Advertised intensity for this part is 500mcd with a maximum continuous drive current of 50mA.
As usual, wider viewing angles always mean fewer mcds.



ETG, Milky Diffused RGB Flashing LED, part # ETG-5AX-RGB-ICR1
Received on 01-17-04, tested on 01-17-04
This is a self-flashing RGB (Red-Green-Blue) 5mm LED in a diffused, milky case. The sequence starts as a red/green/blue fade over a couple of seconds, then the individual colors fade on and stay at full intensity for about five seconds each: red, green, blue, yellow (red and green chips together), cyan (green and blue chips together), purple (blue and red chips together), and then white (all three chips on together). Then there's a brief sequence I cannot yet identify. Once complete, the sequence then repeats, except that the fade at the beginning is skipped. If power is interrupted during any part of the cycle, the sequence begins again from the start, including the two second or so fade at the very beginning.

The milky, diffused case does help mix the colors within the LED much better than a transparent case would.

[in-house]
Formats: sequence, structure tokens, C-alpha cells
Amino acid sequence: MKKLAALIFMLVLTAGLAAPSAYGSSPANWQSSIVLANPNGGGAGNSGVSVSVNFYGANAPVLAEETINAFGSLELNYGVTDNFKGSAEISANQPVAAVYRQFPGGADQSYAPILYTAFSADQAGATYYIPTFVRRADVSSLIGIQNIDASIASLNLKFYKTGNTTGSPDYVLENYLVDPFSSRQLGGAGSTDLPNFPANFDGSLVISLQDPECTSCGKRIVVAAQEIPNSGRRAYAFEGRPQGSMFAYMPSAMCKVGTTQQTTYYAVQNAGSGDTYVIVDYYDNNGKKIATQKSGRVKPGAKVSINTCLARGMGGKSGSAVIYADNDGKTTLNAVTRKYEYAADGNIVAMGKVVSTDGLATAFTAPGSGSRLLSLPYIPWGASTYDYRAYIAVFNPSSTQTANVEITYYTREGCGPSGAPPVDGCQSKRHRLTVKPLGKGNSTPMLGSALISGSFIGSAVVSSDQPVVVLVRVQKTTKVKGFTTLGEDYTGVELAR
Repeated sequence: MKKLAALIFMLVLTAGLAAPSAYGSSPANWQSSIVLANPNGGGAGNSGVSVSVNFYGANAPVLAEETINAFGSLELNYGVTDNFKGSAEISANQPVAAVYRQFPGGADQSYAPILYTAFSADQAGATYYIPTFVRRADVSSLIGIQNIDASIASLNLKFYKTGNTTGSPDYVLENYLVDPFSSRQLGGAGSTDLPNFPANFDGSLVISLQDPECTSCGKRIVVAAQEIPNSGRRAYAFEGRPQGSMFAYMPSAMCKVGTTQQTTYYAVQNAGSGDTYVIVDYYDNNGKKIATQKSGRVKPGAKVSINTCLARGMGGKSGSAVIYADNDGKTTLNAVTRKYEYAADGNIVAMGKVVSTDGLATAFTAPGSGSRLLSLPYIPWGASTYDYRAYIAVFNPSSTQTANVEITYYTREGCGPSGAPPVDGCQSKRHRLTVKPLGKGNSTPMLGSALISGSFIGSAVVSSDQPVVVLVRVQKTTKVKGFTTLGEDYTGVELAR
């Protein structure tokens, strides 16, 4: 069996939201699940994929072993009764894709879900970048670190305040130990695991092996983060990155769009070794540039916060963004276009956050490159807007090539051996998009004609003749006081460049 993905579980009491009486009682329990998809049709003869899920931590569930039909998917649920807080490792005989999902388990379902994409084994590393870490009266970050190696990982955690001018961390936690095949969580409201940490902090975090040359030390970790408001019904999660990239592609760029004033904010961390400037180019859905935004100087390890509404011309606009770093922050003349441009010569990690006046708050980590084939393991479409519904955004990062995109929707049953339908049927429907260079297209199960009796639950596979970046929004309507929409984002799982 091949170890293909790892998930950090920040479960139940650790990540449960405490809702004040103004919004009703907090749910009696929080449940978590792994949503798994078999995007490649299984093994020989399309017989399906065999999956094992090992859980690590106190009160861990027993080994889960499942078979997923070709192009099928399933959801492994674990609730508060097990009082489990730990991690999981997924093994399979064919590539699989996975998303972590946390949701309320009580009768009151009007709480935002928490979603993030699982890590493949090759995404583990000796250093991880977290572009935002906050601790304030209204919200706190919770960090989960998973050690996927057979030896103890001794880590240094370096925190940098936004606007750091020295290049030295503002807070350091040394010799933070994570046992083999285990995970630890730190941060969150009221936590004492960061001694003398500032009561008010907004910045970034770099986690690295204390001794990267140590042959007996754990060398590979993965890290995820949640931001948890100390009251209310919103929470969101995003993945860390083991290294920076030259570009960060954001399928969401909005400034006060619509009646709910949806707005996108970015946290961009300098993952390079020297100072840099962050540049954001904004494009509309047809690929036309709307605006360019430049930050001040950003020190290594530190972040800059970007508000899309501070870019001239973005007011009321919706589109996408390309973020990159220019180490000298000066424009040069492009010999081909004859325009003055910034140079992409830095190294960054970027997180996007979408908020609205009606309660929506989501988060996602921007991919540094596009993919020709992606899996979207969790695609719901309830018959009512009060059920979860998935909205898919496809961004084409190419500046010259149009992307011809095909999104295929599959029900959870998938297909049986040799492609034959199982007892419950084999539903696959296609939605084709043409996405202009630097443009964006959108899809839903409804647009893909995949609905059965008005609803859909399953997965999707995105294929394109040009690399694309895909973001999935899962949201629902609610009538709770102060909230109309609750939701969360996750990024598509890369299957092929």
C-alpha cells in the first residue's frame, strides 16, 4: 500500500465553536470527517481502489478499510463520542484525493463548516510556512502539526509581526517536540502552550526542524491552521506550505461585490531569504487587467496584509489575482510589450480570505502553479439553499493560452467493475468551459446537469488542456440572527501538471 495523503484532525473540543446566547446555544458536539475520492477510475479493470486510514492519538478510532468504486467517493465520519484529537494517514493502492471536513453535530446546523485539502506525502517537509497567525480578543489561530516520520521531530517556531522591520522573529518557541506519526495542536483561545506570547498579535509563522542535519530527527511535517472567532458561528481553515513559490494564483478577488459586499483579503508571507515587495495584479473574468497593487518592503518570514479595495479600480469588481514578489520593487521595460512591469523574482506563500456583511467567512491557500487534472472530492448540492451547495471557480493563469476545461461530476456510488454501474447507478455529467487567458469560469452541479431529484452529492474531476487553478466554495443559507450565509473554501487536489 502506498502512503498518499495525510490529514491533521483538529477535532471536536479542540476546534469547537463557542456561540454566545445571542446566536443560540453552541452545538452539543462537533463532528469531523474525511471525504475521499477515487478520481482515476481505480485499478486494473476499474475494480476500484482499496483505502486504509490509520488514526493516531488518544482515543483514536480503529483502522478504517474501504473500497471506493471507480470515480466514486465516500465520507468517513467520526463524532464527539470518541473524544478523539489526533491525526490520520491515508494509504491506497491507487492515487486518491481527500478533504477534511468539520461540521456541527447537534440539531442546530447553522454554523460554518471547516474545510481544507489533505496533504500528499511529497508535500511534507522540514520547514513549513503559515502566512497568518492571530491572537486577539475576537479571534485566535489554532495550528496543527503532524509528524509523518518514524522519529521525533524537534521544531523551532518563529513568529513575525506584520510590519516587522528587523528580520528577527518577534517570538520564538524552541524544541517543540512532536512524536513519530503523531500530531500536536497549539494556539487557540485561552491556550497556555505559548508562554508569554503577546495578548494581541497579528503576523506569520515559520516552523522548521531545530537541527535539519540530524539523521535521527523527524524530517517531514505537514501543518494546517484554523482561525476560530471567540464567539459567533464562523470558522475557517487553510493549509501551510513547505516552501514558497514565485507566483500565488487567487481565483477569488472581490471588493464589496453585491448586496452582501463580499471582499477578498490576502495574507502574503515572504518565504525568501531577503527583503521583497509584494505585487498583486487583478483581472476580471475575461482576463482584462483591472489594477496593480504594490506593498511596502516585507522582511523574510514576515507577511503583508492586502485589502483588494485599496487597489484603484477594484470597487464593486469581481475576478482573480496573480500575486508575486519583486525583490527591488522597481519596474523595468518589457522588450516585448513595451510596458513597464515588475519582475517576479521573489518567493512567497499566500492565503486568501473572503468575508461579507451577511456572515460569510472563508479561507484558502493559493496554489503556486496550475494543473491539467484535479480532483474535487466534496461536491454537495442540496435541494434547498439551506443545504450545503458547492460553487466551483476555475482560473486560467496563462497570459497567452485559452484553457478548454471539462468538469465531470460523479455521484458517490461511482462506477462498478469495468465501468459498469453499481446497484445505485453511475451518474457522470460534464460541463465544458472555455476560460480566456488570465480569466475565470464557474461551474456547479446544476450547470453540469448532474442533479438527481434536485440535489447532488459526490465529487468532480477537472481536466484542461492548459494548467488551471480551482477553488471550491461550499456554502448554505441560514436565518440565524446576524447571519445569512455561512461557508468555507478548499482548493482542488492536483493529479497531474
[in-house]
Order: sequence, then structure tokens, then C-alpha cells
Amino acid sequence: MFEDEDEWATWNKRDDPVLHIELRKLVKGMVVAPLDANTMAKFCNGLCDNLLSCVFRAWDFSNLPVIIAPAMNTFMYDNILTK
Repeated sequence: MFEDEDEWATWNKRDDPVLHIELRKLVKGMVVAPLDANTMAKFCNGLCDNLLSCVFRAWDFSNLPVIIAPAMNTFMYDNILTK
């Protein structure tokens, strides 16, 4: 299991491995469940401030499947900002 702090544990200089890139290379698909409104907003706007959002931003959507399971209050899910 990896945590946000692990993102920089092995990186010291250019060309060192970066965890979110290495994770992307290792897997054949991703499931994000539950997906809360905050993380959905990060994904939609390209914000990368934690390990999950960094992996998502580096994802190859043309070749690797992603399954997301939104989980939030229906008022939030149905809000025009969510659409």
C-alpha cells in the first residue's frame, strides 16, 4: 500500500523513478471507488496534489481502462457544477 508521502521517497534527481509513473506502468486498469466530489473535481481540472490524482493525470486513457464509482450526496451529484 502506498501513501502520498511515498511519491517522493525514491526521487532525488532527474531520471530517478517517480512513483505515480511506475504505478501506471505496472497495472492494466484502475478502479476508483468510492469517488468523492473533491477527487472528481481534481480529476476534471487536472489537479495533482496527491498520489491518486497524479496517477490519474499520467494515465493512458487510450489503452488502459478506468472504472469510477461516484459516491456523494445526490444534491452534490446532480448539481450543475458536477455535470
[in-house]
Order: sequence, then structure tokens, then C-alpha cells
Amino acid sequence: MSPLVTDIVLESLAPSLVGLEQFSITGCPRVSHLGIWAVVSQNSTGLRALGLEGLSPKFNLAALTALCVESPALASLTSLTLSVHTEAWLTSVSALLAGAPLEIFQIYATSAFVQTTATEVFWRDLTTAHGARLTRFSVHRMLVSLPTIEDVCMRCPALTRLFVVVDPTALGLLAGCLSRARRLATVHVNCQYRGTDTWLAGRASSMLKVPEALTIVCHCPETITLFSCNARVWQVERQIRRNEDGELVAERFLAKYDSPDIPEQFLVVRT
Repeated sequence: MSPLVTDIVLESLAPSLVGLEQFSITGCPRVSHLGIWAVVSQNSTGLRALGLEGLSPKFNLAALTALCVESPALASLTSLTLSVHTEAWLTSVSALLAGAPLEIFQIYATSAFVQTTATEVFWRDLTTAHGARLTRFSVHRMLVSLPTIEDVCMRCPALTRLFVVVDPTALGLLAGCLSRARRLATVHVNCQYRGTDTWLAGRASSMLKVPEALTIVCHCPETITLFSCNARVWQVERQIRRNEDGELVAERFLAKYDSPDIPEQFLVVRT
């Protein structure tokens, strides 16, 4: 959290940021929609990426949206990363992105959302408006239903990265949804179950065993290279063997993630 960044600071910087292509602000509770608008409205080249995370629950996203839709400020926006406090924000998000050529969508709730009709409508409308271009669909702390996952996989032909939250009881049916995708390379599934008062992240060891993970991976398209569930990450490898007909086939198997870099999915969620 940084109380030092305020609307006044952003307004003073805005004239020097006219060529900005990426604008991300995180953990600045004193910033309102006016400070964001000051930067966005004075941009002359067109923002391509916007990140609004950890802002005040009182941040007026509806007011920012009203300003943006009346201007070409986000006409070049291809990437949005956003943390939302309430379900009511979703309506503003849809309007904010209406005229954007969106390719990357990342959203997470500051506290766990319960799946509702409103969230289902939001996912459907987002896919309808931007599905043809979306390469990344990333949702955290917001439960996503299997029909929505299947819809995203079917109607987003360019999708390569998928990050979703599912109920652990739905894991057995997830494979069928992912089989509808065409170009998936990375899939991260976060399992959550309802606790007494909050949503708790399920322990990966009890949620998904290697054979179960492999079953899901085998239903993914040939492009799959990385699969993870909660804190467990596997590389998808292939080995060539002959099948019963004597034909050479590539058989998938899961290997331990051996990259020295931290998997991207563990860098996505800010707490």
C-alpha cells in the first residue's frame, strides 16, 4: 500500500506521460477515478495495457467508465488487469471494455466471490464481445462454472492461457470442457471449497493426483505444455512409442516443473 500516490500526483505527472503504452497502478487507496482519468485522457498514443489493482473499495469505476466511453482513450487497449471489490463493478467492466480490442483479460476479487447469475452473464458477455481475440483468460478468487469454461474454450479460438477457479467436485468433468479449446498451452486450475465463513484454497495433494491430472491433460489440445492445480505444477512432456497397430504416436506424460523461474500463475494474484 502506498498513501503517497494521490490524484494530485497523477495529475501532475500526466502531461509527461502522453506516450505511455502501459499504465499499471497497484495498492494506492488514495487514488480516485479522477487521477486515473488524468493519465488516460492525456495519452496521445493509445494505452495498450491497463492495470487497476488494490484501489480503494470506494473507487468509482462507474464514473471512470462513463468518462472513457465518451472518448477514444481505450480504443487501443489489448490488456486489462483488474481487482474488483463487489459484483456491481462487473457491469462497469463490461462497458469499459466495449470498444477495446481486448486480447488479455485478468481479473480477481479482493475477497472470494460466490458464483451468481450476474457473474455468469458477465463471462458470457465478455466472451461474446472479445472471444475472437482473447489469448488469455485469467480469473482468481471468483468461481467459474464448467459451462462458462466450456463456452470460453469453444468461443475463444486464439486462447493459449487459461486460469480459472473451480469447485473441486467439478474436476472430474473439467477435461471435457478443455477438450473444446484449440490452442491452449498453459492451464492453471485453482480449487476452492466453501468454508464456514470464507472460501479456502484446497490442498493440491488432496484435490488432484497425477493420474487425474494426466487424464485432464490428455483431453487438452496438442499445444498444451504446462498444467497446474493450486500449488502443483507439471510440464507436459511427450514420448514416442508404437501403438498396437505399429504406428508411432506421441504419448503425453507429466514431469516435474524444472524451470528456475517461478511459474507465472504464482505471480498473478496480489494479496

I don't know much about these LEDs, so I don't have a lot of information about them for this page.
Same goes with current and voltage requirements. The LED does not stay in a steady state long enough to get a reading. Figure on feeding it around 3.6 volts at 20 or 30mA. Go much higher and you'll probably let the magic smoke out of it and it'll blow up.

NOTE: There are no beam photos or intensity measurements because this is a diffused lens LED, and I'm not equipped to take beam photos or intensity measurements of diffused lens LEDs.



ETG, 5mm Blue-Green LED, part # ETG-5MN490-15
Received on 01-17-04, tested on 01-19-04
This is a 5mm LED in a standard, water-clear epoxy case.

The overall dominant wavelength (where you would point to on a color chart) appears to be around 495nm, which is just a hair more blue than is usual for blue-green LEDs manufactured today. The color is rather vibrant and unnatural, and would work well in a device used at a rave or dance club. My spectrometer is broken, so I can't do an actual measurement on it - just an "eyeball" measurement.

The beam is circular with a more abrupt edge than is usually seen in clear bodied 5mm InGaN (indium gallium nitride) LEDs.
Although this isn't the brightest LED ever made, it's still quite bright, and isn't something you'd want to stare directly into while it's powered up.

The die (light emitting portion) appears to be of Cree Corporation origin, as it has a single bond wire attaching in the center. This indicates an LED with an InGaN layer deposited on a more or less conductive silicon carbide (SiC) substrate.


Measures 5,300mcd with a test current of 26mA.
A Hosfelt LED tester was used for this measurement.
The viewing angle appears to be around 15.